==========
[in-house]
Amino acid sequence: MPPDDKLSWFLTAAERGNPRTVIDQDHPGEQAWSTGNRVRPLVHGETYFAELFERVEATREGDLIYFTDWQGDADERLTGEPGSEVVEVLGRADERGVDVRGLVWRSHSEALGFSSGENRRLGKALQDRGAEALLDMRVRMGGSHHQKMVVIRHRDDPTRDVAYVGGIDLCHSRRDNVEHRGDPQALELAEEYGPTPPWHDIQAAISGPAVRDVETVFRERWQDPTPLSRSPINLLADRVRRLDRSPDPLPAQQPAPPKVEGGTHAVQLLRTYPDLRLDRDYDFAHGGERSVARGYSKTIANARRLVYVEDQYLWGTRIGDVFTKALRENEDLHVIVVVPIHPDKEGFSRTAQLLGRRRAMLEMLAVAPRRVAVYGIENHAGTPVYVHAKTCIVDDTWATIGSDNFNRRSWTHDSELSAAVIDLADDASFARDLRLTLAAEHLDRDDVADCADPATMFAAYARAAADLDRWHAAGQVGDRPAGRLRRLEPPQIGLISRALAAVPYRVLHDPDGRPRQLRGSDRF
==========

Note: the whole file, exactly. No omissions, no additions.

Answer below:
[in-house]
Amino acid sequence: MPPDDKLSWFLTAAERGNPRTVIDQDHPGEQAWSTGNRVRPLVHGETYFAELFERVEATREGDLIYFTDWQGDADERLTGEPGSEVVEVLGRADERGVDVRGLVWRSHSEALGFSSGENRRLGKALQDRGAEALLDMRVRMGGSHHQKMVVIRHRDDPTRDVAYVGGIDLCHSRRDNVEHRGDPQALELAEEYGPTPPWHDIQAAISGPAVRDVETVFRERWQDPTPLSRSPINLLADRVRRLDRSPDPLPAQQPAPPKVEGGTHAVQLLRTYPDLRLDRDYDFAHGGERSVARGYSKTIANARRLVYVEDQYLWGTRIGDVFTKALRENEDLHVIVVVPIHPDKEGFSRTAQLLGRRRAMLEMLAVAPRRVAVYGIENHAGTPVYVHAKTCIVDDTWATIGSDNFNRRSWTHDSELSAAVIDLADDASFARDLRLTLAAEHLDRDDVADCADPATMFAAYARAAADLDRWHAAGQVGDRPAGRLRRLEPPQIGLISRALAAVPYRVLHDPDGRPRQLRGSDRF